left the shade of ancient sloth and inactivity, in which the other

monks had grown grey, and have come forth to engage in toils,

to treat of arts and sciences, to undertake and carry through an

earnest struggle for the safety of the common interests. It hath

come to be understood, that the cause of Eome, which, shaken by

the perilous blows dealt on every side by men of ability and

learning, had begun in many parts to totter and give way,

could never be defended or maintained, except by learned and

diligent and active champions.

For just as a dilapidated mansion, unless propped up almost

every day by fresh and firm buttresses, will suddenly fall in a

violent and total ruin ; so they perceived that the Roman syna

gogue, tottering as it is and threatening to fall, in its wretched

state of decay and dilapidation, hath need continually of new

supports and bracings, to maintain any remnant of its state and

dignity under the pressure of such vehement assaults. Yet, with

all their efforts, shall they never be able to avert the imminent

calamity, or rescue themselves from perdition. But as buildings,

whose foundations are subverted, their walls pierced, their roofs

uncovered, having no part secure, can never be supported long

by any multitude of artificial props ; so that church of theirs,

all rent and torn on every side, in which nor roof, nor pillar,

nor foundation remains sound, intrinsically devoid of firmness and

integrity, must at length fall headlong, and crush many to de

struction in its ruins. We are not to believe that the Roman

church is flourishing, because the Jesuits are often able to impose

upon inconstant and unskilful persons, and lead them into the

popish fraud by the lures and blandishment of their fallacious

reasoning, any more than we should think that health and life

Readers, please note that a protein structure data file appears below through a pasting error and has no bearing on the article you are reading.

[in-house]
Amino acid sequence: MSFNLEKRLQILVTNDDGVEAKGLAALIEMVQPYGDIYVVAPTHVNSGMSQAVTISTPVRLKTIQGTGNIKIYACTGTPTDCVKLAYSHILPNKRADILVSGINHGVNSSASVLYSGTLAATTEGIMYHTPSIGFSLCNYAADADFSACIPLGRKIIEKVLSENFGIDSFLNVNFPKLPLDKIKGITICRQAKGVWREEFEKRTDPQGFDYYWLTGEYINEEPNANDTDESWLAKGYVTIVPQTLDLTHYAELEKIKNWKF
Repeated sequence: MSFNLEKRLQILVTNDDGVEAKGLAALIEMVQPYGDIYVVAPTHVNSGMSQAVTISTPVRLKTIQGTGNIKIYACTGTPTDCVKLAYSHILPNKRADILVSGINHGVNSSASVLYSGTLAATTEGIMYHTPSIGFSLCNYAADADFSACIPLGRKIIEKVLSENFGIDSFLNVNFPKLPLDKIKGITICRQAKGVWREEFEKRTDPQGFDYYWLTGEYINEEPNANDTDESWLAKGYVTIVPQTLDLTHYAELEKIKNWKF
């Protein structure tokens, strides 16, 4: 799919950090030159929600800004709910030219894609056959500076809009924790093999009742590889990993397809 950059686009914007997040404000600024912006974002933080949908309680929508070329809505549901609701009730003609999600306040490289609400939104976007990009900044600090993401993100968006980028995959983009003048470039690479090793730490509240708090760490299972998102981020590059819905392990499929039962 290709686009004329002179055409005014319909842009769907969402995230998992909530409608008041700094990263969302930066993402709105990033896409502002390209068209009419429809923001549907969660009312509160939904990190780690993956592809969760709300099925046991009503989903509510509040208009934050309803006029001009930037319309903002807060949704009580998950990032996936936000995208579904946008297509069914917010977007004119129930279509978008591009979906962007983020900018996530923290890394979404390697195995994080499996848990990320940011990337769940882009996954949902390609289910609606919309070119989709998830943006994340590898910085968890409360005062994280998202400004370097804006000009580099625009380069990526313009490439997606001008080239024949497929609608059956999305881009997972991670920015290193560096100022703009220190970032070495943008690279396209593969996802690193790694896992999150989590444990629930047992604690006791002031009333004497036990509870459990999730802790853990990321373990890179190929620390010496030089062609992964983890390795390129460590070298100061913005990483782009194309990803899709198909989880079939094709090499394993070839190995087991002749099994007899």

is restored to the frame that labours in a mortal malady, when

it gains, for a moment, some casual alleviation of its pain. Let

the Jesuits do their best ; let them exert, if possible, still more

intense sedulity, and omit nothing that learning and diligence can

accomplish without the aid of truth. Yet all they can accomplish

will be this, to prop a falling house with mounds and buttresses,

to afford some brief refreshment to antichrist, now gasping in his

last long agony, and, despite of all the rules of physic, apply

remedies to a desperate disease.

Amongst these Jesuits, Robert Bellarmine, a native of Italy,

hath now for several years obtained a great and celebrated name.

At first he taught scholastic divinity in Belgium ; but afterwards,

having removed to Rome, he treated of theological controversies

in such a manner as to excite the admiration and gain the applause

of all. His lectures were eagerly listened to by his auditors,

transcribed, transmitted into every quarter, and treasured up as

jewels and amulets. After some time, for the sake of rendering

them more generally useful, they were epitomized by a certain

Englishman. Finally, the first volume of these controversies

hath been published at Ingolstadt, printed by Sartorius; and the